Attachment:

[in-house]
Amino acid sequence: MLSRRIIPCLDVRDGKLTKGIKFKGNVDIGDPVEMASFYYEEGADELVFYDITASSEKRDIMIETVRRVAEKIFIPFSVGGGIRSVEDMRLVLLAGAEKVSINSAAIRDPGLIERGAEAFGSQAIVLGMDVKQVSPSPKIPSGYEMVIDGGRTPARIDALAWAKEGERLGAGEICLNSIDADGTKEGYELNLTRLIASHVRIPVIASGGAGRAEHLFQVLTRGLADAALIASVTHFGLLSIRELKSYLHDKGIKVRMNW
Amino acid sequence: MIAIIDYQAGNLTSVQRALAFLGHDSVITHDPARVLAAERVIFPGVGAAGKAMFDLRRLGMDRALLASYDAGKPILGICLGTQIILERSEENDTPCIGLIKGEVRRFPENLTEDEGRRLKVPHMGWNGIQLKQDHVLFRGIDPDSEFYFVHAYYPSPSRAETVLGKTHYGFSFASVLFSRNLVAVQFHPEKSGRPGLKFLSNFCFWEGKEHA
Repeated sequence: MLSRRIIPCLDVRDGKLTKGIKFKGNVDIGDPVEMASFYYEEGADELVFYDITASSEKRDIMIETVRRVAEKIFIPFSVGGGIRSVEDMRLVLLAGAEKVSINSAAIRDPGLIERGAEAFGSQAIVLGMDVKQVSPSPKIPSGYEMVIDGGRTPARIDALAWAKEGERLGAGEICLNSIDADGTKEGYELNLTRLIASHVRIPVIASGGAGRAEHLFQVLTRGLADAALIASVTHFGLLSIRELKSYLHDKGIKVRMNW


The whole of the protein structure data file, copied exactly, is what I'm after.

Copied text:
[in-house]
Amino acid sequence: MLSRRIIPCLDVRDGKLTKGIKFKGNVDIGDPVEMASFYYEEGADELVFYDITASSEKRDIMIETVRRVAEKIFIPFSVGGGIRSVEDMRLVLLAGAEKVSINSAAIRDPGLIERGAEAFGSQAIVLGMDVKQVSPSPKIPSGYEMVIDGGRTPARIDALAWAKEGERLGAGEICLNSIDADGTKEGYELNLTRLIASHVRIPVIASGGAGRAEHLFQVLTRGLADAALIASVTHFGLLSIRELKSYLHDKGIKVRMNW
Amino acid sequence: MIAIIDYQAGNLTSVQRALAFLGHDSVITHDPARVLAAERVIFPGVGAAGKAMFDLRRLGMDRALLASYDAGKPILGICLGTQIILERSEENDTPCIGLIKGEVRRFPENLTEDEGRRLKVPHMGWNGIQLKQDHVLFRGIDPDSEFYFVHAYYPSPSRAETVLGKTHYGFSFASVLFSRNLVAVQFHPEKSGRPGLKFLSNFCFWEGKEHA
Repeated sequence: MLSRRIIPCLDVRDGKLTKGIKFKGNVDIGDPVEMASFYYEEGADELVFYDITASSEKRDIMIETVRRVAEKIFIPFSVGGGIRSVEDMRLVLLAGAEKVSINSAAIRDPGLIERGAEAFGSQAIVLGMDVKQVSPSPKIPSGYEMVIDGGRTPARIDALAWAKEGERLGAGEICLNSIDADGTKEGYELNLTRLIASHVRIPVIASGGAGRAEHLFQVLTRGLADAALIASVTHFGLLSIRELKSYLHDKGIKVRMNW